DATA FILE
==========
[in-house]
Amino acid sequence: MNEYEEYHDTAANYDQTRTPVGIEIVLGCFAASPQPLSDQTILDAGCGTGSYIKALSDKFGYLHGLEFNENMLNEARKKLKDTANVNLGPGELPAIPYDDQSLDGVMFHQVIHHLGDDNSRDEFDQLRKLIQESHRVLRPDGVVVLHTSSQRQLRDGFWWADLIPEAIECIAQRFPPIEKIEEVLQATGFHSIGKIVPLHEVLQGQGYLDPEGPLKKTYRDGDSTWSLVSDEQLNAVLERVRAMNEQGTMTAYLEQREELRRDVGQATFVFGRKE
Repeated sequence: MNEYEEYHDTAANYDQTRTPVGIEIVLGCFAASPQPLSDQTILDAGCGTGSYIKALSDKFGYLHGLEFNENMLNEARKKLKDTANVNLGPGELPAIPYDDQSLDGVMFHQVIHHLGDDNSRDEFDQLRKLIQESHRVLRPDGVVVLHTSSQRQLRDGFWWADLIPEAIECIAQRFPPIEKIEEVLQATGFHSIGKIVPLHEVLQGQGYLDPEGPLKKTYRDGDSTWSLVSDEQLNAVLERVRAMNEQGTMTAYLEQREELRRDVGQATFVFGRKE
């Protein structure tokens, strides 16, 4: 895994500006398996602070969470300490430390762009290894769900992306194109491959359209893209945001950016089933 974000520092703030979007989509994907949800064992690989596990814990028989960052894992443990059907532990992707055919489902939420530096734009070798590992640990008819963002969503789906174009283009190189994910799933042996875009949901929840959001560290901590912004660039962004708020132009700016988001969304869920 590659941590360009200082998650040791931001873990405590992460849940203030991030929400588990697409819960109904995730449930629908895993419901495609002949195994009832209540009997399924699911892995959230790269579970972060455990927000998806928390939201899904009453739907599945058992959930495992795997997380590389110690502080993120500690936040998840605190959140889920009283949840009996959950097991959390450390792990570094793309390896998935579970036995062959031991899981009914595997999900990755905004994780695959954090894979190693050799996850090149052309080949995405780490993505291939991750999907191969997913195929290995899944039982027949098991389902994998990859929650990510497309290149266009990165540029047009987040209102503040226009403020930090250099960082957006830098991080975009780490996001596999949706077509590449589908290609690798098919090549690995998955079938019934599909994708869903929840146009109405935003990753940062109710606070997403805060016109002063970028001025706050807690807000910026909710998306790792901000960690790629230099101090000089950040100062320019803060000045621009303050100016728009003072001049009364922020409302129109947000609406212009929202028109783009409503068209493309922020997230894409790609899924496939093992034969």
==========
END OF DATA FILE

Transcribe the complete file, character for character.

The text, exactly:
[in-house]
Amino acid sequence: MNEYEEYHDTAANYDQTRTPVGIEIVLGCFAASPQPLSDQTILDAGCGTGSYIKALSDKFGYLHGLEFNENMLNEARKKLKDTANVNLGPGELPAIPYDDQSLDGVMFHQVIHHLGDDNSRDEFDQLRKLIQESHRVLRPDGVVVLHTSSQRQLRDGFWWADLIPEAIECIAQRFPPIEKIEEVLQATGFHSIGKIVPLHEVLQGQGYLDPEGPLKKTYRDGDSTWSLVSDEQLNAVLERVRAMNEQGTMTAYLEQREELRRDVGQATFVFGRKE
Repeated sequence: MNEYEEYHDTAANYDQTRTPVGIEIVLGCFAASPQPLSDQTILDAGCGTGSYIKALSDKFGYLHGLEFNENMLNEARKKLKDTANVNLGPGELPAIPYDDQSLDGVMFHQVIHHLGDDNSRDEFDQLRKLIQESHRVLRPDGVVVLHTSSQRQLRDGFWWADLIPEAIECIAQRFPPIEKIEEVLQATGFHSIGKIVPLHEVLQGQGYLDPEGPLKKTYRDGDSTWSLVSDEQLNAVLERVRAMNEQGTMTAYLEQREELRRDVGQATFVFGRKE
């Protein structure tokens, strides 16, 4: 895994500006398996602070969470300490430390762009290894769900992306194109491959359209893209945001950016089933 974000520092703030979007989509994907949800064992690989596990814990028989960052894992443990059907532990992707055919489902939420530096734009070798590992640990008819963002969503789906174009283009190189994910799933042996875009949901929840959001560290901590912004660039962004708020132009700016988001969304869920 590659941590360009200082998650040791931001873990405590992460849940203030991030929400588990697409819960109904995730449930629908895993419901495609002949195994009832209540009997399924699911892995959230790269579970972060455990927000998806928390939201899904009453739907599945058992959930495992795997997380590389110690502080993120500690936040998840605190959140889920009283949840009996959950097991959390450390792990570094793309390896998935579970036995062959031991899981009914595997999900990755905004994780695959954090894979190693050799996850090149052309080949995405780490993505291939991750999907191969997913195929290995899944039982027949098991389902994998990859929650990510497309290149266009990165540029047009987040209102503040226009403020930090250099960082957006830098991080975009780490996001596999949706077509590449589908290609690798098919090549690995998955079938019934599909994708869903929840146009109405935003990753940062109710606070997403805060016109002063970028001025706050807690807000910026909710998306790792901000960690790629230099101090000089950040100062320019803060000045621009303050100016728009003072001049009364922020409302129109947000609406212009929202028109783009409503068209493309922020997230894409790609899924496939093992034969």